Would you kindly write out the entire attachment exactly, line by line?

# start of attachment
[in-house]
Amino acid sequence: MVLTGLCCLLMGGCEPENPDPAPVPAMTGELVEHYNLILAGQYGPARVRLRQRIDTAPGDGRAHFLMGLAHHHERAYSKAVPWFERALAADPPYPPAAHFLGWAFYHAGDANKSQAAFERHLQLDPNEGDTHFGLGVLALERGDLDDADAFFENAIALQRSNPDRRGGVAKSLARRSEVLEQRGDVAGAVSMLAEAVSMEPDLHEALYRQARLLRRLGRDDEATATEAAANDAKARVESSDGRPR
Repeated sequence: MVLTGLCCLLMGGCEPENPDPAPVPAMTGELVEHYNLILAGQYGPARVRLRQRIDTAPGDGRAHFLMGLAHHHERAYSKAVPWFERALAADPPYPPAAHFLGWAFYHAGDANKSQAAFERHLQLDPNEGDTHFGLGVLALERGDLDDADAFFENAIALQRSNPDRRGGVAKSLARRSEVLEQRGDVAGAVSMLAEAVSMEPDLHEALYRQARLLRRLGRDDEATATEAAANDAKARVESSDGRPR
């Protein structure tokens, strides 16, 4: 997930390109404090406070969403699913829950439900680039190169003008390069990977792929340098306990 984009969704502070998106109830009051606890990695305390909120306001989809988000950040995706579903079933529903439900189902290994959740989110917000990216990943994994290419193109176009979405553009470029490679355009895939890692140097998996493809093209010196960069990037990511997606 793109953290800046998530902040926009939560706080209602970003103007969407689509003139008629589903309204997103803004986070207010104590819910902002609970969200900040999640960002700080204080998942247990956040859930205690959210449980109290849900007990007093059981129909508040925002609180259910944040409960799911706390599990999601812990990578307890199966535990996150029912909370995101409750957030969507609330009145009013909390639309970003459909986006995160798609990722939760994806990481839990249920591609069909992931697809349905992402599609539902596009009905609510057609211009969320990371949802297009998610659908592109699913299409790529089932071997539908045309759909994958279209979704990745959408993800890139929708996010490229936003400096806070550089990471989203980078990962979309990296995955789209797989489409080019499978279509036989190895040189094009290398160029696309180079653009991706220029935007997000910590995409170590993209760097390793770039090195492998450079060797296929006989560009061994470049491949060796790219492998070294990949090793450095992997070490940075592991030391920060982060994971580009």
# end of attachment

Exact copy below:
[in-house]
Amino acid sequence: MVLTGLCCLLMGGCEPENPDPAPVPAMTGELVEHYNLILAGQYGPARVRLRQRIDTAPGDGRAHFLMGLAHHHERAYSKAVPWFERALAADPPYPPAAHFLGWAFYHAGDANKSQAAFERHLQLDPNEGDTHFGLGVLALERGDLDDADAFFENAIALQRSNPDRRGGVAKSLARRSEVLEQRGDVAGAVSMLAEAVSMEPDLHEALYRQARLLRRLGRDDEATATEAAANDAKARVESSDGRPR
Repeated sequence: MVLTGLCCLLMGGCEPENPDPAPVPAMTGELVEHYNLILAGQYGPARVRLRQRIDTAPGDGRAHFLMGLAHHHERAYSKAVPWFERALAADPPYPPAAHFLGWAFYHAGDANKSQAAFERHLQLDPNEGDTHFGLGVLALERGDLDDADAFFENAIALQRSNPDRRGGVAKSLARRSEVLEQRGDVAGAVSMLAEAVSMEPDLHEALYRQARLLRRLGRDDEATATEAAANDAKARVESSDGRPR
């Protein structure tokens, strides 16, 4: 997930390109404090406070969403699913829950439900680039190169003008390069990977792929340098306990 984009969704502070998106109830009051606890990695305390909120306001989809988000950040995706579903079933529903439900189902290994959740989110917000990216990943994994290419193109176009979405553009470029490679355009895939890692140097998996493809093209010196960069990037990511997606 793109953290800046998530902040926009939560706080209602970003103007969407689509003139008629589903309204997103803004986070207010104590819910902002609970969200900040999640960002700080204080998942247990956040859930205690959210449980109290849900007990007093059981129909508040925002609180259910944040409960799911706390599990999601812990990578307890199966535990996150029912909370995101409750957030969507609330009145009013909390639309970003459909986006995160798609990722939760994806990481839990249920591609069909992931697809349905992402599609539902596009009905609510057609211009969320990371949802297009998610659908592109699913299409790529089932071997539908045309759909994958279209979704990745959408993800890139929708996010490229936003400096806070550089990471989203980078990962979309990296995955789209797989489409080019499978279509036989190895040189094009290398160029696309180079653009991706220029935007997000910590995409170590993209760097390793770039090195492998450079060797296929006989560009061994470049491949060796790219492998070294990949090793450095992997070490940075592991030391920060982060994971580009």